Friday, October 14, 2011

Tiny Tower: tiny trousers

One of the more frustrating things in tiny Tower is the search for someone.  You'll be tasked with finding someone in particular, with a picture of them so that you don't have to remember, for example, that Doug Fergus wears a red jumper and has orange hair.

The problem is that when you have seventy-odd floors to check, it can be difficult to work out where people are.  And that's not helped by the relatively limited number of shirt colours.

Edgar Little is not on floor 60.  It looks like it, but you can see from the one row of pixels assigned to his shorts and the one row for his legs, that this is actually an entirely different person.

Edgar was, in fact, on floor 3.

Thursday, October 13, 2011

Peggle: chasing aces

When PopCap updated Peggle a while ago, to enable the in-app purchase of Peggle Nights, they also set an "ace" score for each level in the original Peggle.  This means that for every level, there are two rosettes available - one for clearing all pegs (the "100%" rosette) and one for scoring more than the defined score (the "ACE" rosette).

I've got a fair few of these already.  Of course, getting 100% on a level can give you a huge bonus, which often takes you over the ace score anyway.  It being a year since Owen's death, and with Peggle being one of his favourite games (and appearing on his 100 best games list), I decided to try to fully complete a few more levels.

I managed three.  I no longer want to play Peggle, ever again.  I want to shout and scream at whoever designed the level with the two wavy lines down the side, at which it is impossible to get 100% because the ball just bounces all over the place and you can never control it enough to hit the correct pegs.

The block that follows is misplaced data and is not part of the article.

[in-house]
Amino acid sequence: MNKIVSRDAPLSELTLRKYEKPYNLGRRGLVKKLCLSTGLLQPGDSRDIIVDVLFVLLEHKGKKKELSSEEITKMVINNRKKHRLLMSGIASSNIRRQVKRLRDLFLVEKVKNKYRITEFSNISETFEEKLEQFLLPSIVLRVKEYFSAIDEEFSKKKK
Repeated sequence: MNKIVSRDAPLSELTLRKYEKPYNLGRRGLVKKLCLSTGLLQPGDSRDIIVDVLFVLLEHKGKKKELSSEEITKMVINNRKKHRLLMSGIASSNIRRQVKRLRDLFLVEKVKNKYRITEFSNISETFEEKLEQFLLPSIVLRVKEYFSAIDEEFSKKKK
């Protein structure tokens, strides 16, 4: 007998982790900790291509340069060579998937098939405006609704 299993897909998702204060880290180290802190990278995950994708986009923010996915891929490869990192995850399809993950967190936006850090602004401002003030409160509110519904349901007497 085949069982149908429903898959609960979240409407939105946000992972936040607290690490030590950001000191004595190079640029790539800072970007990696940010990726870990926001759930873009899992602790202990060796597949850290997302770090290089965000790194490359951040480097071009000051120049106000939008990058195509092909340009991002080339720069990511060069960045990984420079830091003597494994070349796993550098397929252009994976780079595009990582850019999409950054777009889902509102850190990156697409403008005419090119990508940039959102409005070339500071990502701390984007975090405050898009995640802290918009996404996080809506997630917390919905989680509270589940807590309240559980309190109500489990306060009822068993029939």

Next year I'll play Mr Driller.

Sunday, October 09, 2011

Legend of Zelda: limited life

I've only played the original Legend of Zelda game once before, playing it on an emulator on the PC, and quickly dropped it when something else came along.  By modern standards it's pretty limited with no clear direction on where to go, lots of enemies in the way without a great reward for killing them, and it's pretty difficult.

I received it as part of the 3DS freebies programme, and thought I'd give it a shot over the weekend.  It's still hard and directionless, but it's good to see the origins of some of the classic Zelda enemies.  Given the ease with which it can be picked up and put down, I may try to persevere a little more this time ...

Friday, October 07, 2011

Dream Trigger 3D: ouch, my hands

Dream Trigger 3D caught my attention due it being touted as a imagining of Rez. It's not an imagining of Rez, unless it's in the imagination of someone who's a little hard of understanding and thinks that you can fundamentally change something and it still stays the same.

The basic premise is the same - you target things, avoid bullets, shoot them. It's set to music, and it's even the same kind of trippy dance music which manages to not be entirely unpleasant. That's where similarities end, however, and where Dream Trigger 3D starts to lose out.